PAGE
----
With the advancement in space technology, the leading countries in this field are on the trend to rely more heavily on cryogenic propellants for upper stage propulsions for which storable propellants have been most commonly utilized. Enhanced demands for the liquid oxygen and liquid hydrogen propellant combination in the space program of the U.S. that have been evident since 1957, have been a constant stimulus to induce rapid progress in its liquid hydrogen production technology. The successful launch of the Engineering Test Sattelite (ETS-II) in February 1977, enabled Japan to become the world's third country capable of orbiting a geo-stationary sattelite, demonstrating that the country had embarked on its space program in full earnest. As the space program becomes more advanced and requires payloads of greater weight, the need to develop the propulsion system utilizing liquid oxygen and liquid hydrogen becomes urgently emphasized. Currently the production of liquid hydrogen in this country is confined within laboratory scale. Therefore, in order to provide sufficient quantity of liquid hydrogen for rocket engine development testing, it is necessary to establish some substantial manufacturing plants in the beginning. To realize efficient supply of liquid hydrogen, a comparative analysis was made whether to centralize manufacturing plants and to transport their products to local users, or to distribute the plants on user's sites. It was concluded that for rocket applications the centralization of liquid hydrogen production plants would be superior in all respects covering facility cost, safety, and influence on other non-aerospace industries to utilize liquid hydrogen. The Japanese liquid oxygen/liquid hydrogen rocket engine development will be programmed to be in line with the liquid hydrogen supply from the centralized production facilities. The target is 1984 for completion of the first flight type engine.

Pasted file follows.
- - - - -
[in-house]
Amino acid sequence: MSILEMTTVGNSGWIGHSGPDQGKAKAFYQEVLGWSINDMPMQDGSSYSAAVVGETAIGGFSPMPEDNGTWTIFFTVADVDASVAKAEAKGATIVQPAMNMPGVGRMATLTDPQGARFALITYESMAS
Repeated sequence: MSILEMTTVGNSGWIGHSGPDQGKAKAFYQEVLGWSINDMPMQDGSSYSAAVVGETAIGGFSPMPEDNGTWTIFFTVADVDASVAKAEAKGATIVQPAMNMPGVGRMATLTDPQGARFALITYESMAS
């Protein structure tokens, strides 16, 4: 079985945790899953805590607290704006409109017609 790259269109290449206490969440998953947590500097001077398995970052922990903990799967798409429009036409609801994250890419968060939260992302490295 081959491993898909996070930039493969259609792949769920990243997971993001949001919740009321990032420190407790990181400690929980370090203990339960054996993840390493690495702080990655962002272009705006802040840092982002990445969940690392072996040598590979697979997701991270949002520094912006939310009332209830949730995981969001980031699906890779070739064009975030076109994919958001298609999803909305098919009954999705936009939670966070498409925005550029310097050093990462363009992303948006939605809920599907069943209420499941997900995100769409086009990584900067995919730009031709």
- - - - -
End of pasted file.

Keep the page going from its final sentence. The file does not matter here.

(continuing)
The critical current of superconductors was measured by an inductive method. The experimental set-up consisted of a superconducting magnet into which a one turn, short-circuited sample was inserted. During the external field rise, the current will be induced in the sample. When this induced current rises up to the critical current, they will collapse. By the voltage taps attached on the sample and a pick-up coil, the quenches of the induced current was measured. The critical current can be calculated using the values of the external field currents, their sweep rate and the quenching time. The critical current of the multifilamentary superconductors was measured by this method and compared with that measured by the usual method of current and voltage measurements. They agreed well each other. This inductive method is very useful to induce the large currents in the superconductor without potential leads and power sources.